[Intel-gfx] [RFC] drm/i915: context support unit test

Chris Wilson chris at chris-wilson.co.uk
Thu Dec 30 12:13:10 CET 2010

On Thu, 30 Dec 2010 11:07:19 +0100 (CET), "Daniel Vetter" <daniel at ffwll.ch> wrote:
> Hi Ben,
> Am Mi, 29.12.2010, 05:03, schrieb Ben Widawsky:
> > There is no tie in to multiple ringbuffer support. A client may allocate
> > a context for all ringuffers, or one for each ringbuffer. I too must
> > figure out if this is relevant to anything but the graphics engine.
> I've been simply thinking that using a hw context on multiple rings is
> probably a bad idea. Hence is should be impossible to do. Maybe it's
> indeed possible and makes sense/is actually required to accomplish
> your goals? If not, I think your api needs some clarification for this.

Per usual, Daniel is right on the mark. So let's see if I can add anything

> > The immediate plan is to allocate space for the HW context at the time
> > the client gets (lazily or not) a new context. The memory will be pinned
> > at this point, because it's somewhat difficult to make sure the memory
> > will be there on future context switches. This is a possible area for
> > improvement, but to do this would require keeping tracking of the last
> > context to run, and then possibly paging in memory of that context
> > before the new context can run.
> >
> > Unfortunately I'm new to this HW and SW design, so I may not have
> > totally followed your questions about eviction, or invalidation. The
> > answer is, I don't yet know. If your assumption is right, and it's
> > possible to set the hardware state such that it may reference memory in
> > a subsequent batch that's not referenced in the subsequent batch
> > buffers, then there is some work to be done which isn't part of the
> > initial implementation. It will be up to user space to pin any objects
> > which may be referenced in the future. After the initial implementation,
> > we can decide how to proceed, but your suggestion seems reasonable to
> > me, and I'd have to do more research.
> The scenario I have in mind:
> 0. You create 2 hw contexts.
> 1. You run a batchbuffer with context 1.
> 2. You run a batchbuffer with another context. This may evict a few indirect
>    state bos (and other stuff) used by context 1.
> 3. You reuse context 1 in the next batchbuffer, hw reads garbaged when
>    loading the indirect state. I don't know whether hw actually does this
>    but similar problems exist for textures, render targets, ...
> You mention that userspace must pin any objects that may be referenced
> in the future. I absolutely don't like this plan. With kms gem has full
> control over the memory layout. In theory we could even move around
> scanout buffers if we exchange the backing store and execute a flip.
> Forcing userspace to pin buffers (rather large ones in case of textures/
> render targets) is completely against the spirit of gem. The simplest
> way out is to invalidate a context a soon as a bo gets moved out of the
> gtt (if it has ever been associated with that context) and tell userspace
> that it needs to reissue the batch with a full context-reinit sequence.

Exactly. Relying on userspace to pin the layout in the GTT here is just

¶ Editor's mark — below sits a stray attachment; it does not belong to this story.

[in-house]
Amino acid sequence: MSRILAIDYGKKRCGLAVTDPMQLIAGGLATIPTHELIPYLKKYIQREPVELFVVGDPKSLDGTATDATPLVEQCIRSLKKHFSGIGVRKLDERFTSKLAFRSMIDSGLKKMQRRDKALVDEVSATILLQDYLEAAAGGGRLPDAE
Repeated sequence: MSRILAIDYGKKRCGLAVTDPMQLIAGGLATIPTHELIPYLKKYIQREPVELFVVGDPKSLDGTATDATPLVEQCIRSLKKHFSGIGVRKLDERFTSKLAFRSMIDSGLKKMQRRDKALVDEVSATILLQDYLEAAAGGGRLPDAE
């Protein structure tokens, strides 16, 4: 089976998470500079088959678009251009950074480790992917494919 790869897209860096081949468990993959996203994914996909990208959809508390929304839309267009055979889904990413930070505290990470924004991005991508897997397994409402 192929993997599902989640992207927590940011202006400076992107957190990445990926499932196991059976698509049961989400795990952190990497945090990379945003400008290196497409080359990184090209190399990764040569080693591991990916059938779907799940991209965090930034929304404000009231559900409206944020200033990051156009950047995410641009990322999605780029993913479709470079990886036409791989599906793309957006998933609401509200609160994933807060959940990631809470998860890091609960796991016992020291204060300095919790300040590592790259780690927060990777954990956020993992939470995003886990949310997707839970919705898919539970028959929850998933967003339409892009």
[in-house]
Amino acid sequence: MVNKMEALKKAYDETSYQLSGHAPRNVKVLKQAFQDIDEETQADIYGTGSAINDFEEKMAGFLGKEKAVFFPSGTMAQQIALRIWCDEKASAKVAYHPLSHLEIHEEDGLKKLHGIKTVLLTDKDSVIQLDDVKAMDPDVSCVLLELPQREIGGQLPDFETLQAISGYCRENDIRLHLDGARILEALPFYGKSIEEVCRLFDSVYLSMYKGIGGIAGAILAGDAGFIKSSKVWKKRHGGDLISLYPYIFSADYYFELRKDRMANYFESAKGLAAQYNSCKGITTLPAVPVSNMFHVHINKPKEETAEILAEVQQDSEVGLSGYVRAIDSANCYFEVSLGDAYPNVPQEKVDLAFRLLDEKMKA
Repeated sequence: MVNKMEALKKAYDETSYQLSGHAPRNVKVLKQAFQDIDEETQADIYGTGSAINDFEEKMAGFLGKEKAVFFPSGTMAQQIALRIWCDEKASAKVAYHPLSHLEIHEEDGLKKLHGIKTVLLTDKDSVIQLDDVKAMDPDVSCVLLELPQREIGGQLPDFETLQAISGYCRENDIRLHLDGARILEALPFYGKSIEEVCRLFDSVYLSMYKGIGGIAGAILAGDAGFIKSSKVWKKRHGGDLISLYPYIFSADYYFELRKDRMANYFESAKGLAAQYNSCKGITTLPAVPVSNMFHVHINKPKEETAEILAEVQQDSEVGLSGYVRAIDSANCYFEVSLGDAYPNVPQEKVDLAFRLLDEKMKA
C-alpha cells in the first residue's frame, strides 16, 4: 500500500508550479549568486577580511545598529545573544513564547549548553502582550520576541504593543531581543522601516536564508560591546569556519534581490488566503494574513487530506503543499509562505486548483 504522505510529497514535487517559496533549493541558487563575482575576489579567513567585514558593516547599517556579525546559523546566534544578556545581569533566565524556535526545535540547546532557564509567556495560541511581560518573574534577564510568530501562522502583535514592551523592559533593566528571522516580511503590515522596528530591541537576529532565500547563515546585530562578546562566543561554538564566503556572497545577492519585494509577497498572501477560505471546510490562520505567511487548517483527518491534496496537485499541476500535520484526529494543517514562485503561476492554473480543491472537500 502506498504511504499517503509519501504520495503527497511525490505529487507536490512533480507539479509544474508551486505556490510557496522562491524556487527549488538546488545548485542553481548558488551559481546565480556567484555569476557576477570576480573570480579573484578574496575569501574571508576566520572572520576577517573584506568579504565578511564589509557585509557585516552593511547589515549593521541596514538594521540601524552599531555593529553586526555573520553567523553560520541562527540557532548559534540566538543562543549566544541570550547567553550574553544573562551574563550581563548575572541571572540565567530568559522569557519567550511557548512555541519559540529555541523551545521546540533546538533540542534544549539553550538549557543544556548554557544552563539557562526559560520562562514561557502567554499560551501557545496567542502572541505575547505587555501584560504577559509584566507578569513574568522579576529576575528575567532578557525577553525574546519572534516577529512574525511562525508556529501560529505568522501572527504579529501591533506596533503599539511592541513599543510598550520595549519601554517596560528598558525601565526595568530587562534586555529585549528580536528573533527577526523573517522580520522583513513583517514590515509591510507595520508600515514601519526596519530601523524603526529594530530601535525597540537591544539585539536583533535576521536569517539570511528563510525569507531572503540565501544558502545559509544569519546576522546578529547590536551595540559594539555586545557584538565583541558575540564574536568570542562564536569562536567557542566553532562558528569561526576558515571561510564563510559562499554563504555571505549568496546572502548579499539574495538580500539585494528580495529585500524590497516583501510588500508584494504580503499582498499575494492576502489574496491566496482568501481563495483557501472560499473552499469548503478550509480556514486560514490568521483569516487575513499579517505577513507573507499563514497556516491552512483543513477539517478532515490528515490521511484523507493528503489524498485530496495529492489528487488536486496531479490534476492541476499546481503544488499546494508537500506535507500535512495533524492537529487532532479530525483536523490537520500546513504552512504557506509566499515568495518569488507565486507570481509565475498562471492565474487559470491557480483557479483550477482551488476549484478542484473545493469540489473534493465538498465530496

fail. Active contexts must be tied into the batchbuffer+eviction system
and be managed accordingly. 
> Of course, whether that's the right thing to do depends upon the anticipated
> use-case of hw contexts. Can you elaborate a bit on this? As an outside
> contributor I'm slightly out of the loop in such matters ...

This is just the first step towards run-lists and ppGTT. We've always
postulated that there might be some minor gain from maintaining context
between batchbuffers, but that is a secondary goal in comparison to the
incremental change towards the new dispatch mechanisms in Cantiga+,
particularly SandyBridge+.
> > Regarding lazy creation:
> > The current design allows a client to create multiple contexts, or even
> > possibly share contexts. I'm not sure of an easy way to meet those goals
> > with a lazy allocation. My original plan was to modify the gem alloc API
> > so that each bo would be associated with a context, but either way it
> > involved adding a new API (since I couldn't destroy the old alloc API),
> > and I figured there may be some uses for contexts which don't require a
> > bo in the future.
> I don't think there's any valid use-case for userspace to access the
> contents of a hw context (as using bos would allow). Hence I think handling
> hw contexts separately from buffer objects is a good thing. Sharing them
> is probably of little value (safe for some not yet publicly disclosed
> upcoming hw feature).

The contents of a HW context are not really privy to the driver, though
they are detailed on a per-chipset basis in the specs and one could
theoretically manipulate those contexts from userpsace. Without a valid
use case, we should restrict those to a per-file handle. Creating a global
namespace for contexts and permitting sharing between processes could be
done in exactly the same manner as named buffers, except that again I
don't believe there is a usecase for that, not even for shared GLX
contexts and the userspace synchronisation would seem to make it
nonsensical anyway.

The real issue is that once a bo has been used with a context, how can we
notify the kernel that context no longer references that bo (without
invoking a CS parser). This would seem simplest with another ioctl to
associate and disassociate bo with contexts, that would be serialised with
the execbuffer (pipelined of course!) in the same manner as tiling
changes. The active context + bo could still be evicted on mass, just so
long as we add a mechanism for restoring the gtt_offset for a particular

Chris Wilson, Intel Open Source Technology Centre

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